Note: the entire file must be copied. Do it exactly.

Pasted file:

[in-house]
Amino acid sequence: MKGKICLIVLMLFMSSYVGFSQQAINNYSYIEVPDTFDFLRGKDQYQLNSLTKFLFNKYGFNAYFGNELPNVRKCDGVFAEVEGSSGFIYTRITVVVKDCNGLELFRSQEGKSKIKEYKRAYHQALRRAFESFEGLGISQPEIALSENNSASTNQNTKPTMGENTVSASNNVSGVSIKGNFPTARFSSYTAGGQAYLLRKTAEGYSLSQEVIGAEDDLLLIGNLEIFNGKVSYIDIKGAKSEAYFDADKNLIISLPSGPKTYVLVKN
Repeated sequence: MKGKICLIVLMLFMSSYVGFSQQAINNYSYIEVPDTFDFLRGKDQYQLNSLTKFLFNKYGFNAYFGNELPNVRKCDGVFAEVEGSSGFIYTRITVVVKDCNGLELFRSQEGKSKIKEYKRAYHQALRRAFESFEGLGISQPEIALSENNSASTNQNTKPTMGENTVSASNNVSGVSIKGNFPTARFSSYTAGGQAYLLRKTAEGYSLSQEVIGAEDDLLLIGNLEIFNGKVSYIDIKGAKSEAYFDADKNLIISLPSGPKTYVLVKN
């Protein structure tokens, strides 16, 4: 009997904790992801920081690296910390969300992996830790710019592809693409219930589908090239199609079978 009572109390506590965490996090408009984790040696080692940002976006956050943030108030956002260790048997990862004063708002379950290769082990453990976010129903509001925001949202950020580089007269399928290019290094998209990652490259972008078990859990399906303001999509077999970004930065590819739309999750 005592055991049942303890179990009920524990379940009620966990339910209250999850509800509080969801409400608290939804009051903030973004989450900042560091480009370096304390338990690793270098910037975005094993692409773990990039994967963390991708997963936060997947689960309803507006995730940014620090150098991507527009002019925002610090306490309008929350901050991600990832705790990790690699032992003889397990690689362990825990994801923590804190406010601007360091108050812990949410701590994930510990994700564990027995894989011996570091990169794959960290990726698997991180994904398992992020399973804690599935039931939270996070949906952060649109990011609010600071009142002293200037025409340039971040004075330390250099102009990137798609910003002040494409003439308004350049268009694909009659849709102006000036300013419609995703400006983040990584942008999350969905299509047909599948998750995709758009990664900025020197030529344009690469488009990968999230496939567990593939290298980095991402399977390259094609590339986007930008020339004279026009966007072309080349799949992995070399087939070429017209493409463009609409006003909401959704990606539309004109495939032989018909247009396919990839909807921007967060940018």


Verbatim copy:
[in-house]
Amino acid sequence: MKGKICLIVLMLFMSSYVGFSQQAINNYSYIEVPDTFDFLRGKDQYQLNSLTKFLFNKYGFNAYFGNELPNVRKCDGVFAEVEGSSGFIYTRITVVVKDCNGLELFRSQEGKSKIKEYKRAYHQALRRAFESFEGLGISQPEIALSENNSASTNQNTKPTMGENTVSASNNVSGVSIKGNFPTARFSSYTAGGQAYLLRKTAEGYSLSQEVIGAEDDLLLIGNLEIFNGKVSYIDIKGAKSEAYFDADKNLIISLPSGPKTYVLVKN
Repeated sequence: MKGKICLIVLMLFMSSYVGFSQQAINNYSYIEVPDTFDFLRGKDQYQLNSLTKFLFNKYGFNAYFGNELPNVRKCDGVFAEVEGSSGFIYTRITVVVKDCNGLELFRSQEGKSKIKEYKRAYHQALRRAFESFEGLGISQPEIALSENNSASTNQNTKPTMGENTVSASNNVSGVSIKGNFPTARFSSYTAGGQAYLLRKTAEGYSLSQEVIGAEDDLLLIGNLEIFNGKVSYIDIKGAKSEAYFDADKNLIISLPSGPKTYVLVKN
């Protein structure tokens, strides 16, 4: 009997904790992801920081690296910390969300992996830790710019592809693409219930589908090239199609079978 009572109390506590965490996090408009984790040696080692940002976006956050943030108030956002260790048997990862004063708002379950290769082990453990976010129903509001925001949202950020580089007269399928290019290094998209990652490259972008078990859990399906303001999509077999970004930065590819739309999750 005592055991049942303890179990009920524990379940009620966990339910209250999850509800509080969801409400608290939804009051903030973004989450900042560091480009370096304390338990690793270098910037975005094993692409773990990039994967963390991708997963936060997947689960309803507006995730940014620090150098991507527009002019925002610090306490309008929350901050991600990832705790990790690699032992003889397990690689362990825990994801923590804190406010601007360091108050812990949410701590994930510990994700564990027995894989011996570091990169794959960290990726698997991180994904398992992020399973804690599935039931939270996070949906952060649109990011609010600071009142002293200037025409340039971040004075330390250099102009990137798609910003002040494409003439308004350049268009694909009659849709102006000036300013419609995703400006983040990584942008999350969905299509047909599948998750995709758009990664900025020197030529344009690469488009990968999230496939567990593939290298980095991402399977390259094609590339986007930008020339004279026009966007072309080349799949992995070399087939070429017209493409463009609409006003909401959704990606539309004109495939032989018909247009396919990839909807921007967060940018």